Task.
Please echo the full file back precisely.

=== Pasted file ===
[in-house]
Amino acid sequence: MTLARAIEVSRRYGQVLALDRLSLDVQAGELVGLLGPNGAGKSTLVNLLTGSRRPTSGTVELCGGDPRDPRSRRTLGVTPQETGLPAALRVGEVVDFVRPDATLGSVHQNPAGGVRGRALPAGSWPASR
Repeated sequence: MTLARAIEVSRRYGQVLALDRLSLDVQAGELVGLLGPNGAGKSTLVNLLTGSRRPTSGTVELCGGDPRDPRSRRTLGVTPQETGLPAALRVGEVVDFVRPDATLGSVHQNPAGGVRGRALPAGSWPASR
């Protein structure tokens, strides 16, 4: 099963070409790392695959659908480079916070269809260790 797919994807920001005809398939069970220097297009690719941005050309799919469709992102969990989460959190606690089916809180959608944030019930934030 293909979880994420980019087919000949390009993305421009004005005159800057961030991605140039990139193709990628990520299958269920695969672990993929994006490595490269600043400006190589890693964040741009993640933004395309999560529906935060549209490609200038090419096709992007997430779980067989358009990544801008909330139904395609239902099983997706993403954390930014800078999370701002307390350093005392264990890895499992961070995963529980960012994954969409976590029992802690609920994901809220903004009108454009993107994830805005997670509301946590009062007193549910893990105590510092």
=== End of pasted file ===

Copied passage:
[in-house]
Amino acid sequence: MTLARAIEVSRRYGQVLALDRLSLDVQAGELVGLLGPNGAGKSTLVNLLTGSRRPTSGTVELCGGDPRDPRSRRTLGVTPQETGLPAALRVGEVVDFVRPDATLGSVHQNPAGGVRGRALPAGSWPASR
Repeated sequence: MTLARAIEVSRRYGQVLALDRLSLDVQAGELVGLLGPNGAGKSTLVNLLTGSRRPTSGTVELCGGDPRDPRSRRTLGVTPQETGLPAALRVGEVVDFVRPDATLGSVHQNPAGGVRGRALPAGSWPASR
């Protein structure tokens, strides 16, 4: 099963070409790392695959659908480079916070269809260790 797919994807920001005809398939069970220097297009690719941005050309799919469709992102969990989460959190606690089916809180959608944030019930934030 293909979880994420980019087919000949390009993305421009004005005159800057961030991605140039990139193709990628990520299958269920695969672990993929994006490595490269600043400006190589890693964040741009993640933004395309999560529906935060549209490609200038090419096709992007997430779980067989358009990544801008909330139904395609239902099983997706993403954390930014800078999370701002307390350093005392264990890895499992961070995963529980960012994954969409976590029992802690609920994901809220903004009108454009993107994830805005997670509301946590009062007193549910893990105590510092």